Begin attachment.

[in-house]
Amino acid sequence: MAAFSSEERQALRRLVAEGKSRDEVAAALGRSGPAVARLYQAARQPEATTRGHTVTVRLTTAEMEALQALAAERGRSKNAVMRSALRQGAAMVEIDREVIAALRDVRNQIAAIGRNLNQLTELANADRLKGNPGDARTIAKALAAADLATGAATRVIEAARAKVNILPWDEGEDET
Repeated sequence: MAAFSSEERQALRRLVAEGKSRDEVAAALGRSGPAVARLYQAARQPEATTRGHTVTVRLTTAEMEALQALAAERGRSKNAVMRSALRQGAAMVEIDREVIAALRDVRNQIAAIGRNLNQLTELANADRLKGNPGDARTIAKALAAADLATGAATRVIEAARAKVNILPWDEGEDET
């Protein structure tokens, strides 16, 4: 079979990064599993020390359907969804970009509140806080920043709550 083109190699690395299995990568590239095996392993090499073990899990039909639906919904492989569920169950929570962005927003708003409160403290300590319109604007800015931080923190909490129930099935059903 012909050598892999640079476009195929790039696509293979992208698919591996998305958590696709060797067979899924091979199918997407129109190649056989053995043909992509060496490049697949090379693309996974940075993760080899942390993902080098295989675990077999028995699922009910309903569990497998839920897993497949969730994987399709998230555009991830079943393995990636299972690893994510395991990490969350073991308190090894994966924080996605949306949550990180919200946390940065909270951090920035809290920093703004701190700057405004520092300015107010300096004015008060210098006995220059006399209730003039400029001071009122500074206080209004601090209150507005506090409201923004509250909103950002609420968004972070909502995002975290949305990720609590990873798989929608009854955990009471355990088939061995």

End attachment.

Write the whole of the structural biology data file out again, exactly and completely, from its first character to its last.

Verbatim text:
[in-house]
Amino acid sequence: MAAFSSEERQALRRLVAEGKSRDEVAAALGRSGPAVARLYQAARQPEATTRGHTVTVRLTTAEMEALQALAAERGRSKNAVMRSALRQGAAMVEIDREVIAALRDVRNQIAAIGRNLNQLTELANADRLKGNPGDARTIAKALAAADLATGAATRVIEAARAKVNILPWDEGEDET
Repeated sequence: MAAFSSEERQALRRLVAEGKSRDEVAAALGRSGPAVARLYQAARQPEATTRGHTVTVRLTTAEMEALQALAAERGRSKNAVMRSALRQGAAMVEIDREVIAALRDVRNQIAAIGRNLNQLTELANADRLKGNPGDARTIAKALAAADLATGAATRVIEAARAKVNILPWDEGEDET
């Protein structure tokens, strides 16, 4: 079979990064599993020390359907969804970009509140806080920043709550 083109190699690395299995990568590239095996392993090499073990899990039909639906919904492989569920169950929570962005927003708003409160403290300590319109604007800015931080923190909490129930099935059903 012909050598892999640079476009195929790039696509293979992208698919591996998305958590696709060797067979899924091979199918997407129109190649056989053995043909992509060496490049697949090379693309996974940075993760080899942390993902080098295989675990077999028995699922009910309903569990497998839920897993497949969730994987399709998230555009991830079943393995990636299972690893994510395991990490969350073991308190090894994966924080996605949306949550990180919200946390940065909270951090920035809290920093703004701190700057405004520092300015107010300096004015008060210098006995220059006399209730003039400029001071009122500074206080209004601090209150507005506090409201923004509250909103950002609420968004972070909502995002975290949305990720609590990873798989929608009854955990009471355990088939061995």